How to Simplify your Closet

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Every Fall and Spring, I rotate out my seasonal clothes. Last fall, I donated three garbage bags full of clothes. Two weeks ago, I donated another three, and I still have too much. This Spring, I recommend simplifying your wardrobe instead of cleaning your closet.

Empty your closet and put everything on the bed. This ensures that the project is done before the end of the day! Add clothes from any drawers that you have, and if you are feeling ambitious, bring in seasonal clothes that you are storing. Dump it all on the bed and admire the pile. Really appreciate how much money, space and time the pile is taking up.

Next step, ask the following questions for each and every piece:

  • Does it fit? Not, does it fit in five days or five pounds, but does it fit right now?

  • Do I love it?

  • Is it in good condition?

  • Does it speak to my be more with less lifestyle?

If the fashion receives a yes to each of these four questions, keep it. If not, donate it. You can also make a pile to send to a consignment store, but I think that drags out the process. There is great satisfaction to completing this project in a day. I plan to make another sweep at the end of June, but here is what I tossed at my initial attempt. I did keep two pieces for sentimental reasons. While I wasn’t quite ready to let them go, I am thinking about photographing them, and giving them up.

  • 1 Robe
  • 2 Winter outdoor vests
  • 13 summer shirts
  • 4 sweaters
  • 1 pair capri pants
  • 2 dress shirts
  • 2 blazers
  • 1 pair of jeans
  • 1 plaid skirt
  • 1 pair yoga pants
  • 1 workout top
  • 3 sets of PJs
  • 1 formal dress
  • 2 skirts
  • 1 sweatsuit
  • 1 sundress
  • 2 camisoles
  • 3 pair socks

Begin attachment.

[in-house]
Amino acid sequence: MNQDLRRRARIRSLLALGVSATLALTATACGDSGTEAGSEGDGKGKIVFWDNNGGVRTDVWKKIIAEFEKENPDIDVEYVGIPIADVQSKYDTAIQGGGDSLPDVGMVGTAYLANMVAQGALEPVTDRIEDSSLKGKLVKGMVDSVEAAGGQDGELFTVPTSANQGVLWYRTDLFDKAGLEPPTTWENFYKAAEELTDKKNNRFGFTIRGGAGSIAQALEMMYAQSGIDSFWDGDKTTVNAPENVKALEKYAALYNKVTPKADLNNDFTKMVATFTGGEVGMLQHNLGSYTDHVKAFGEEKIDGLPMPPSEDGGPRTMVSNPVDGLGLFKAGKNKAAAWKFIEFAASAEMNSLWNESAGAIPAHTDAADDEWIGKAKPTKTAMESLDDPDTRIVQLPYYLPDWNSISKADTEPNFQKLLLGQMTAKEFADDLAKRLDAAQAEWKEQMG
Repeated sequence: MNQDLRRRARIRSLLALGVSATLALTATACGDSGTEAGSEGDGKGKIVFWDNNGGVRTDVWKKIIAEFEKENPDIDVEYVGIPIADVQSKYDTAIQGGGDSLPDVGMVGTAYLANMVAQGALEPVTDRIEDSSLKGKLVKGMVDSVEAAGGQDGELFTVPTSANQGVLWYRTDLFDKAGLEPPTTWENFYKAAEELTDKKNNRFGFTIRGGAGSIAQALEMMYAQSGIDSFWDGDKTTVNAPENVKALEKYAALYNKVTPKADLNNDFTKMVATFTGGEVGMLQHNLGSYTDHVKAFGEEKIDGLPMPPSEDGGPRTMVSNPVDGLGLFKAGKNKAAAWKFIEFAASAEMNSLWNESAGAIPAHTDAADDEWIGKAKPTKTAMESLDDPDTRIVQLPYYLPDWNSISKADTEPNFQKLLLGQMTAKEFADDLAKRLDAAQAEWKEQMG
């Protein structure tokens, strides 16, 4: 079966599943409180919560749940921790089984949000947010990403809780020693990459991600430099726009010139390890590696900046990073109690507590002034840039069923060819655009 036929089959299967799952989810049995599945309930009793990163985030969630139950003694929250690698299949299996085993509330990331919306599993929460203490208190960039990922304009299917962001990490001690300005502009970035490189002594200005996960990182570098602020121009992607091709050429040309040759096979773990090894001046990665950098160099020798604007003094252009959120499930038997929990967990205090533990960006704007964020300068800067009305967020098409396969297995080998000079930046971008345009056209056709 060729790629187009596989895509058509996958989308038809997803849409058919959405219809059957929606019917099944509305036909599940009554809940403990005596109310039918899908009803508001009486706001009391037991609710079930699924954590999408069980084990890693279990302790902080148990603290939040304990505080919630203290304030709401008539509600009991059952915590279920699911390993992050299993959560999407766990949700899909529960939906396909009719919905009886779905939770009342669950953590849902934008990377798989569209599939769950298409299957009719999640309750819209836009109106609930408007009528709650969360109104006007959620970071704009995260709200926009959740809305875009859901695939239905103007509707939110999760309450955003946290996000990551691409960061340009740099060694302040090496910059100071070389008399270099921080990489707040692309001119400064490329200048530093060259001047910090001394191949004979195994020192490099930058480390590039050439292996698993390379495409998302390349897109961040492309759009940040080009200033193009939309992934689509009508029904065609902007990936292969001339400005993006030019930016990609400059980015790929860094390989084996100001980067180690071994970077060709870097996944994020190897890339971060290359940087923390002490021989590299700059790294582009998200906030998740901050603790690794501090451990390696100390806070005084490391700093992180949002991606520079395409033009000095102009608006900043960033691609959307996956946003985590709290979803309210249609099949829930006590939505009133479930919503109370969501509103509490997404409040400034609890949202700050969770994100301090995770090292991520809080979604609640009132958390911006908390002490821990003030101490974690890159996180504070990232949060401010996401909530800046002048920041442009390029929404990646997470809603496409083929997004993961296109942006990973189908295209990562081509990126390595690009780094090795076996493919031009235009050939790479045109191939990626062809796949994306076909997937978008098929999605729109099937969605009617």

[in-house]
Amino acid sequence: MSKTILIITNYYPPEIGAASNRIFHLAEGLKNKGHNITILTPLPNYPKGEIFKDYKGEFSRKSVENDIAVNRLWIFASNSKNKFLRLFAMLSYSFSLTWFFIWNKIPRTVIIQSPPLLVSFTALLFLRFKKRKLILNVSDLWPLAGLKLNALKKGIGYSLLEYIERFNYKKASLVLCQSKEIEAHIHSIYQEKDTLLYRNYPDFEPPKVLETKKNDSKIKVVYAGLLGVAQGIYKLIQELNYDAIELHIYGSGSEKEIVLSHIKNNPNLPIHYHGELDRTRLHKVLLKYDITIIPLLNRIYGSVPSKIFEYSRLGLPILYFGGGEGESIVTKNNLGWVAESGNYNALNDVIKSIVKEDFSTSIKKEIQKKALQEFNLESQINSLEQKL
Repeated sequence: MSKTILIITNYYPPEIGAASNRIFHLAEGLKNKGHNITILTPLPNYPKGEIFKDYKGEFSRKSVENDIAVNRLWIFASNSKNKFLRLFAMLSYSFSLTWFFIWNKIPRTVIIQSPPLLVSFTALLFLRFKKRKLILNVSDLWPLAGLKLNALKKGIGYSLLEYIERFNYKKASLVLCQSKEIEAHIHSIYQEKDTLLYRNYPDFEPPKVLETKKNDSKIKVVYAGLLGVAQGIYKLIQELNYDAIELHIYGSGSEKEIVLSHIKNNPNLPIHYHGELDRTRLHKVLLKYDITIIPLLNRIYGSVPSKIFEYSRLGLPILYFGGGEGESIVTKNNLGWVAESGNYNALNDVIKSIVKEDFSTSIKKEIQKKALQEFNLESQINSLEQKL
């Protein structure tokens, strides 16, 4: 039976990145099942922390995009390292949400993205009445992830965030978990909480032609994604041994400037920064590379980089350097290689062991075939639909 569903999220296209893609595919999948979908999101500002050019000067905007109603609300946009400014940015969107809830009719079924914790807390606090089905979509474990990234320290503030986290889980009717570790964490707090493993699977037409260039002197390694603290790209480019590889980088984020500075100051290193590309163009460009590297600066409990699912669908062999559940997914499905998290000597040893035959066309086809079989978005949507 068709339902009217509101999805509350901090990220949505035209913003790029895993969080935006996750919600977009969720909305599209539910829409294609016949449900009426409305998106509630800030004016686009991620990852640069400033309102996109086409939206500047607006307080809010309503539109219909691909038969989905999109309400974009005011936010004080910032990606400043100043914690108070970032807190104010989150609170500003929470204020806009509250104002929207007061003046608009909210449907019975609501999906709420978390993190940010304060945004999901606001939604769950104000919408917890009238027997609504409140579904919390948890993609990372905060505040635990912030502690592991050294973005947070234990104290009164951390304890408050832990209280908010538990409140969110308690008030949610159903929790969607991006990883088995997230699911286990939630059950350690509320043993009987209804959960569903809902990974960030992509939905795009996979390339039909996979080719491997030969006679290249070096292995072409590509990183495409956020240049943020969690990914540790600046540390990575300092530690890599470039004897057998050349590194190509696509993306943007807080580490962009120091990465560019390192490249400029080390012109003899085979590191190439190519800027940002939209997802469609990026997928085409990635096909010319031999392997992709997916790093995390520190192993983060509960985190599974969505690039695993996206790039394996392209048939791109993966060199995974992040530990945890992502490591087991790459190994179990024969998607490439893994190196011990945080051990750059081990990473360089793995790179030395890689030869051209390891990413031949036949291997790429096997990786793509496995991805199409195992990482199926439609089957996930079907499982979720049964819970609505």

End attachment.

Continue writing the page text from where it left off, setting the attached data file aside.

• 1 dressy hat
  • 1 belt
  • 1 scarf
  • 1 purse

What did you give up? Was it the pair of jeans that you have been trying to zip since high school, the concert t-shirt that always brings great memories but is too ratty to wear in public, or that awful patterned shirt you bought, because it was on sale, and was too good a deal to pass up?

Update: I dress with 33 items or less every 3 months with minimalist fashion challenge Project 333.


  1. says

    Hi I just found your blog and I love it! I have just started my own minimalist blog and yours is an inspiration.
    I have already been through my clothes and I’m down to the basics. One thing I noticed however was that now that I have embraced this minimalist lifestyle I no longer suit the clothes that I own. My frame of mind and lifestyle values are so completely different from 6 months ago. Not to mention that since I stopped eating meat and dairy I have gone from an Austrlian size 10 to a size 8.

    So I feel a totally new wardrobe coming on. But in the minimalist way of course:
    -Quality over quantity
    -Like colours to mix and match
    -Organic and natural fabrics
    -clothes that I love and fit perfectly

    Actually this sounds like a great idea for my next blog!

  2. Anne A. says

    I’m curious, you make the comment “Really appreciate how much *money*, space and time the pile is taking up.”

    Um, you already own it, how is it taking up money??

    Otherwise I totally agree with this article & have used similar techinques in the past & currently to reduce my wardrobe to what I ACTUALLY wear!!

    • Anne A. says

      I would recommend doing a garage sale if you are able, that way you recoup a very small amount of money from the clothes & items you no longer want/need, then put that money in your rainy-day/new-wardrobe jar!! That way the money gets “stays” in your wardrobe, complete recycling!

    • Will Hale says

      Anna A.,

      I interpret the comment to possibly “maintaining” clothing can cost: washing/dry cleaning costs, adding accessories to complement the clothing. Some clothes lend themselves to one of these more than others. It may not even be much money, but it is some. At the same time, I wonder at what point does less start leading to more costs? Fewer clothing could mean they are worn more often, washed more, soiled more, wear out more and need mending more. I currently own two pairs of jeans. I probably wash them more often than usual, which means I wash them more often so I have clothes to wear (and so I use washing resources more often). In the long term, will I spend more money keeping only two pairs at a time than I would if I doubled that number? Something for me to research!

    • AshATL says